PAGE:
How A Battlestar Galactica Spin-Off Turned Into Quantum Leap

The original "Battlestar Galactica" from 1978 was a show so filled with promise that it could have run for a dozen seasons instead of only one. But the series was prematurely canceled in April of 1979 despite its cult following. Even then, the potential for further adventures of the Twelve Tribes of humans fleeing the robotic Cylon tyranny remained: thanks to fan demand, ABC contacted series creator Glen A. Larson to revive the show in a less expensive capacity, and Larson along with "Battlestar Galactica" writer Donald P. Bellisario created "Galactica 1980." The duo's plan was that "1980" would be a series that would leap into the Galactica's future and our present, with Commander Adama and his Colonial Warriors finally finding the planet Earth.

Because ABC wished to air the show in a 7 P.M. time slot, FCC regulations at the time required that a portion of a program's content in that slot contain some educational value for children. Larson and Bellisario whipped up a workaround for this: they would have the Galactica heroes travel through time in every episode, meaning that historical lessons could be worked into each adventure. While this approach was yet another riff on the "Galactica" concept that would be abandoned, its inception led to the creation of a future series developed by Bellisario: "Quantum Leap." 

A Chase Through Time!

The only remaining portion of "Galactica 1980" that retains Larson and Bellisario's original idea for the series is its three-part pilot, "Galactica Discovers Earth." In it, the Battlestar Galactica finally reaches Earth, but Commander Adama (Lorne Greene, one of only a few returning cast members from the original series) realizes that a technologically inferior human race would be helpless against the nearby Cylon horde following the Battlestar. With Adama choosing to hang back and not reveal their presence to Earth, the rebellious Commander Xavier (Richard Lynch) takes it upon himself to steal a Viper craft and use its engine to travel into the planet's past, so that the wayward Twelve Tribes in the present can arrive at a planet culturally and technologically prepared to receive them and defeat the Cylons. Realizing the immense damage Xavier could do, Adama dispatches two Warriors, Troy (Kent McCord) and Dillon (Barry Van Dyke) to pursue Xavier; the soldiers managing to bring along a present-day Earth journalist, Jamie (Robyn Douglass), as a primary source of knowledge on Earth's history. The three heroes chase Xavier to the 1940s, where the dastardly villain is trying to hand over Colonial technology to the Nazis in order to progress Earth's defenses more rapidly.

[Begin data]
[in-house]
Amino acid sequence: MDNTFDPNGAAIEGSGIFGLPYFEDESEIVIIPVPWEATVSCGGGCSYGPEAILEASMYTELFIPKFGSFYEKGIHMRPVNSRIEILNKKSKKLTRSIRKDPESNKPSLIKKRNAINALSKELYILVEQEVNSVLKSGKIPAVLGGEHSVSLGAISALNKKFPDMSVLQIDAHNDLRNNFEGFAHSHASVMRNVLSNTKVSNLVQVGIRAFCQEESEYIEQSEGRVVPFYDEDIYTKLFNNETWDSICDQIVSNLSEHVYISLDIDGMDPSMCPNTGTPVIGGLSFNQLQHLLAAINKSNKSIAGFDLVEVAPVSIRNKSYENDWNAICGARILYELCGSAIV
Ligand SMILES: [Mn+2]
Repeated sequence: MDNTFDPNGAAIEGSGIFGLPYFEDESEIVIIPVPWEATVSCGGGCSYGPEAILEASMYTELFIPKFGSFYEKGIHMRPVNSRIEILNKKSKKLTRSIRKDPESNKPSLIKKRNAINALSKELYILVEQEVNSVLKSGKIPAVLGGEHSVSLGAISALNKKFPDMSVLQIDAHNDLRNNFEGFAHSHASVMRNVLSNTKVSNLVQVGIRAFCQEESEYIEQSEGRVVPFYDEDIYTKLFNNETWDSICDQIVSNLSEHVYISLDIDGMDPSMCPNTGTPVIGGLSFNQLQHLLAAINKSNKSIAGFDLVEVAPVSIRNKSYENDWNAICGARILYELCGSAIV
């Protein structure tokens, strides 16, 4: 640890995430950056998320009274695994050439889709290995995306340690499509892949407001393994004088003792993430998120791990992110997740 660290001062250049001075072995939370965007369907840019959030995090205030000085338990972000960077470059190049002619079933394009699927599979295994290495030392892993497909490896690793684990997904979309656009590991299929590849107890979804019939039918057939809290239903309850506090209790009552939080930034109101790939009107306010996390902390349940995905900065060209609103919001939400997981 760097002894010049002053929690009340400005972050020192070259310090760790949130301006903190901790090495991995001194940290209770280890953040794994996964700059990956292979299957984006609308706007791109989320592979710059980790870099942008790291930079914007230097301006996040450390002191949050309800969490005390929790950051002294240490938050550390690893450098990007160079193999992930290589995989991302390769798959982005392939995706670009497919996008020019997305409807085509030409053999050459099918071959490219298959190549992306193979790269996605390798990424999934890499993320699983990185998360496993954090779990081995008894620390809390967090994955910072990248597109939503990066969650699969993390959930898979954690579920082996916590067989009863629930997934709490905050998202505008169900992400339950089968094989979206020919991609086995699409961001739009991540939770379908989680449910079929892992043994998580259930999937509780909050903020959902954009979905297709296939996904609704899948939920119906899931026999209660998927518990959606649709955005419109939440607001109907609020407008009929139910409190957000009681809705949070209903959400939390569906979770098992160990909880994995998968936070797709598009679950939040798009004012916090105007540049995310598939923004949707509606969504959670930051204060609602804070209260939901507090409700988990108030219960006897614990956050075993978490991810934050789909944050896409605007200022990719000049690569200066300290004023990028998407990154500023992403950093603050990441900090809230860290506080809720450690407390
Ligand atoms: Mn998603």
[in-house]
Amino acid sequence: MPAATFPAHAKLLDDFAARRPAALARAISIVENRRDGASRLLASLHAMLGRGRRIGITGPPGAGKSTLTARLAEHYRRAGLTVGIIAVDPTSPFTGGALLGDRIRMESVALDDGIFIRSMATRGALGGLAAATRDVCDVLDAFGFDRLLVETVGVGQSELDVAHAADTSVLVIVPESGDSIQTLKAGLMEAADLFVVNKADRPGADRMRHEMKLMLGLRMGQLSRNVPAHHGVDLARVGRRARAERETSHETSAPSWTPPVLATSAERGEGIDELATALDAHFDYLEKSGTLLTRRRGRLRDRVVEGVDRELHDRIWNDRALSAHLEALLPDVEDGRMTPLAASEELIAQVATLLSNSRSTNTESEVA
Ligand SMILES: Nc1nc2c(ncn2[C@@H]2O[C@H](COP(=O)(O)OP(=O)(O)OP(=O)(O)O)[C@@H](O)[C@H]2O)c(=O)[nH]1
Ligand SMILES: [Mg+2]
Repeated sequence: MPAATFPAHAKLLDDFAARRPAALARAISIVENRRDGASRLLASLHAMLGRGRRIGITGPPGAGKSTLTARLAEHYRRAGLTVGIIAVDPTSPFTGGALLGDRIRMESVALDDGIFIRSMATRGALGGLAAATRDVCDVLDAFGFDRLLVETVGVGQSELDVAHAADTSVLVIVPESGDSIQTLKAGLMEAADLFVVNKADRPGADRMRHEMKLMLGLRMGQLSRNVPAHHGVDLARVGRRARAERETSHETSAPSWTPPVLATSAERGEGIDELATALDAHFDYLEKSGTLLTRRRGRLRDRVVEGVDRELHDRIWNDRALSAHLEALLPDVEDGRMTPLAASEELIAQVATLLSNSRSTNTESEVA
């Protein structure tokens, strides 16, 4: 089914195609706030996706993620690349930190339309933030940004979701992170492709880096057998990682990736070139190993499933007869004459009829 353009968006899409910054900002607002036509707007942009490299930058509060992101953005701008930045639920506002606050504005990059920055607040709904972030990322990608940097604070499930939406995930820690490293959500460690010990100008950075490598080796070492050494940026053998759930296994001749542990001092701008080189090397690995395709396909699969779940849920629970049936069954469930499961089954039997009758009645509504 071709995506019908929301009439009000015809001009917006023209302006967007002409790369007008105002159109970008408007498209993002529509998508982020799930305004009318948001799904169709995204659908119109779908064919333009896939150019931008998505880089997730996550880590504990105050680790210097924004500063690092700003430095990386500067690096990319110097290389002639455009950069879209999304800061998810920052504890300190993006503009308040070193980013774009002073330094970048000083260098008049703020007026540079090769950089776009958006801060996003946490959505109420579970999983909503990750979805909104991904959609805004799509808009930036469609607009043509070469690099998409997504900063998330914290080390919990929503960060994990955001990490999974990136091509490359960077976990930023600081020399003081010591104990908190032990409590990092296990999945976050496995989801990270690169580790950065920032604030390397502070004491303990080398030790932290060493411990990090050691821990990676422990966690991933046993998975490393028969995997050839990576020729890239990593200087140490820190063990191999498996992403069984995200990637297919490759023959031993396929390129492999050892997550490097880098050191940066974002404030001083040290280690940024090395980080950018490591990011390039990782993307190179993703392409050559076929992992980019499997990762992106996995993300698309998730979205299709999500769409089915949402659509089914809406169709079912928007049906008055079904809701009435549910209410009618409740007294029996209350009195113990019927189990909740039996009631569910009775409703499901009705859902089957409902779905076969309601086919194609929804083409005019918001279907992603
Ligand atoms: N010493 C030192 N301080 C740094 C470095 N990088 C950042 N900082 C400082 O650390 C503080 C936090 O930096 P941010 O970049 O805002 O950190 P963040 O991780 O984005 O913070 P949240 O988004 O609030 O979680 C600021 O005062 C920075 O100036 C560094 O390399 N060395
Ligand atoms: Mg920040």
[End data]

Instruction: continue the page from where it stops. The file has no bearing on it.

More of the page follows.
Troy, Dillon, and Jamie triumph in the end, but "Galactica 1980" would not be so lucky: ABC requested an even cheaper concept for the show, which would see the heroes tangle with small, local, and present-day character dramas in similar fashion to other classic and contemporary series like "The Fugitive" or "The Incredible Hulk." Just a scant seven episodes later, "Galactica 1980" would find itself canceled well before its time, just like its parent series.

A Way to (Quantum) Leap Forward With the Concept

Despite its failure thanks to a series of interferences, the initial premise of "Galactica 1980" still held a good deal of potential. The notion of heroes traveling to a different time period in history every week and having to solve a problem while not giving away themselves or their foreknowledge of the future was too rich to be wholly discarded.

In the late '80s, when Bellisario was offered by NBC to develop a new series for their network, the writer recalled how much he enjoyed the idea of just such a time travel show, believing it to be a perfect marriage of recurring, serialized characters and a weekly anthology. Thus, "Quantum Leap" was born, a series that follows Dr. Sam Beckett (Scott Bakula) who, with the help of a hologram transmission of his best pal from the future, Al (Dean Stockwell), "leaps" into various people from within his own lifetime, having to set the timeline straight before he can leap into the next person, hoping to eventually get back home.

The series would become a huge success, running for five seasons and earning 17 awards. While the heroes of the Galactica were stranded in space (until a highly regarded reboot series that ran for four seasons began in 2003), the adventures of Sam Beckett may never have happened were it not for Troy, Dillon, Jamie and Xavier's chase through time.